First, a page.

Today, we are going to begin a brand new series in the life of Jesus as recorded in the Gospel of John. This is a series I began sharing with our church family this past Sunday morning. You can see an outline of this entire first message on my New Life blog HERE.
HERE is a youtube video that is a trailer to this sermon series.
COME AND SEE
By Pastor Chris Jordan
In the Gospel of John, we are invited to “come and see” what Jesus is like. John reveals Jesus to us through His seven “I am” claims, seven miracles, and seven sermons.
“Oh, taste and see that the Lord is good; Blessed is the man who trusts in Him!” (Psalm 34:8).
What a wonderful invitation that has been given to us by the Creator of the universe! He has invited us to come to Him and taste of His goodness, and have a personal relationship with His Son Jesus Christ. Once you’ve experienced His goodness, and the abundant life that Jesus freely offers, you’ll want to know Him more, love Him, and serve Him.
I’m so thankful for the gift that God has given us in the Bible. May we never take for granted this amazing blessing that He has given to us. Every word in the Bible is inspired by God and is the blueprint for living life on planet earth. The B.I.B.L.E. is Basic Instructions Before Leaving Earth.
As we begin this journey, studying the life of Jesus as recorded in the Gospel of John, my prayer is that the Lord would give us a spirit of wisdom and a fresh revelation of who Jesus is. As we come and see, and taste of the goodness of the Lord, I pray that we would never be the same again, in Jesus’ precious name, amen.
The Gospel of John is one of my favourite books of the Bible. I know I’ve probably said that about every book of the Bible I’ve preached from, but it’s true. Before we begin studying this book, I want to lay a foundation by introducing you to the author of this Gospel.
Intro to the Author John:
What do we know about the disciple John? We know that he and his brother James and their father Zebedee had a fishing business. “When Jesus had gone a little farther from there, He saw James the son of Zebedee, and John his brother, who also were in the boat mending their nets. And immediately He called them, and they left their father Zebedee in the boat with the hired servants, and went after Him.” (Mark 1:19-20). When Jesus said, “Come, follow me,” John and his brother left everything to follow Him.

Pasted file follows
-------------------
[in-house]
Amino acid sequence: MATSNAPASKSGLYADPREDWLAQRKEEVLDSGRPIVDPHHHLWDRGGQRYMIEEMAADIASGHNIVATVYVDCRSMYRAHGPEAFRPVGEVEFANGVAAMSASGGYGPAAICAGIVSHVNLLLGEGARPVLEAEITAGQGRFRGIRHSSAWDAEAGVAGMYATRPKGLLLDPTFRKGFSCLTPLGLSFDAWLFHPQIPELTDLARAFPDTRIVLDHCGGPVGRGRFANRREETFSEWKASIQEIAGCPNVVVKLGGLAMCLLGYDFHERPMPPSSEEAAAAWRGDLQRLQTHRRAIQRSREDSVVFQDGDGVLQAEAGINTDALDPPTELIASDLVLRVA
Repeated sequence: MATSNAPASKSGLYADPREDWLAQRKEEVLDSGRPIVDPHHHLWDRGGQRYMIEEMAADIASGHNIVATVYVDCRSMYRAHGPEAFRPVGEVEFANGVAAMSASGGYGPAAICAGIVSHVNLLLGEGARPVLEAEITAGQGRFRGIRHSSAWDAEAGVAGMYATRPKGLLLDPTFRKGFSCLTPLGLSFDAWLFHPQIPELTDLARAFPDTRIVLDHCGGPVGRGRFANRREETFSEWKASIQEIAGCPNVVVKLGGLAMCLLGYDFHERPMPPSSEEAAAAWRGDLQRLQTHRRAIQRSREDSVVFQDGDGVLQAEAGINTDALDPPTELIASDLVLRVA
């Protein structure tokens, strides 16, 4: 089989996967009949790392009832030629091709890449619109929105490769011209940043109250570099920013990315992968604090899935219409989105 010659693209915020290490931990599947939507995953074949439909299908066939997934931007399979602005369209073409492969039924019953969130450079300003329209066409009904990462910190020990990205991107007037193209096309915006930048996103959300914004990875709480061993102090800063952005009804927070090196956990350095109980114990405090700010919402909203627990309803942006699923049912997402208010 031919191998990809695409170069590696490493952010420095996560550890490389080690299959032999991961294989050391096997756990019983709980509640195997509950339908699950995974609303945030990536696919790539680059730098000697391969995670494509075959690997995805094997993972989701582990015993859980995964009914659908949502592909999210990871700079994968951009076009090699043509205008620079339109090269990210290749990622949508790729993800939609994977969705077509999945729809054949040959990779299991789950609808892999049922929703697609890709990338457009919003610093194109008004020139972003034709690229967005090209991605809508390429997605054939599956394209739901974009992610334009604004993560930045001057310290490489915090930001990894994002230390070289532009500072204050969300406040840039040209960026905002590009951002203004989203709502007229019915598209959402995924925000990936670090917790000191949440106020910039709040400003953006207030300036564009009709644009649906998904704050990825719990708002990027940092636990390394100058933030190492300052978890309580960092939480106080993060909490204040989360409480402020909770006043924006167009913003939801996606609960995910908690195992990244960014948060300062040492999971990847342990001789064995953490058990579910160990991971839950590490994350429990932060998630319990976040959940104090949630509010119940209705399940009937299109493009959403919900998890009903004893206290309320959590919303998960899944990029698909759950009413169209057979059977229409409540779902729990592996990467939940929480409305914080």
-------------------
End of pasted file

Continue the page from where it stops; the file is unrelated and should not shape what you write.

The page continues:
John was one of twelve disciples who Jesus personally hand-picked to follow Him. Not only was he one of the twelve, but he was also a part of the inner circle of three disciples who had even closer contact with Jesus than the other nine disciples, along with Peter and James. They saw some things that Jesus did that nobody else saw. They were the ones who Jesus took with Him up on the mount of transfiguration, and allowed them to see the bright brilliance of His glory. John was also one of the three disciples who Jesus took into the garden on the night in which He was betrayed, to pray with Him. When Jesus died on the Cross, John was the only one of the twelve disciples who was there at the foot of the Cross with Jesus. The other eleven disciples had run away, fearing for their lives. As Jesus was dying, he trusted John to look after His mother Mary. John is called the beloved disciple, or the disciple whom Jesus loved.
In addition to writing this Gospel, John wrote four other New Testament books: 1 John, 2 John, 3 John, and the book of Revelation. John was also an amazing pastor. I would have loved to have had a pastor like John! You can see his pastoral, father’s heart for the churches in his three letters as he addresses the members of his congregation as dear children.
John was the only one of the eleven faithful disciples who wasn’t martyred for his faith. When Jesus started the Christian church in the first century, the world was under the rule of the Roman Empire. Anyone who followed Jesus was persecuted by the Romans. The Roman Empire forced their citizens to swear loyalty to Caesar, declaring “Caesar is Lord!” However, the Christians refused to do so, claiming that Jesus Christ was the only Lord. Therefore, those who were seen as leaders in the Christian faith were martyred for preaching Jesus.
Foxe records John’s story in his Book of Martyrs: “The beloved disciple John was brother to James the Great. The churches of Smyrna, Pergamos, Sardis, Philadelphia, Laodicea, and Thyatira, were founded by him. From Ephesus he was ordered to be sent to Rome, where it is affirmed he was cast into a cauldron of boiling oil. He escaped by miracle, without injury. The Emperor Domitian afterwards banished him to the Isle of Patmos, where he wrote the Book of Revelation. He was the only apostle who escaped a violent death.”
One final note about the disciple John who wrote this Gospel: We need to make sure we don’t confuse this John with another John, John the Baptist, a prophet who was the cousin of Jesus. In John’s Gospel, whenever he is referring to himself, he calls himself “the disciple whom Jesus loved.” So anytime you see the name John in this Gospel, he is referring to John the Baptist.
Pastor Chris Jordan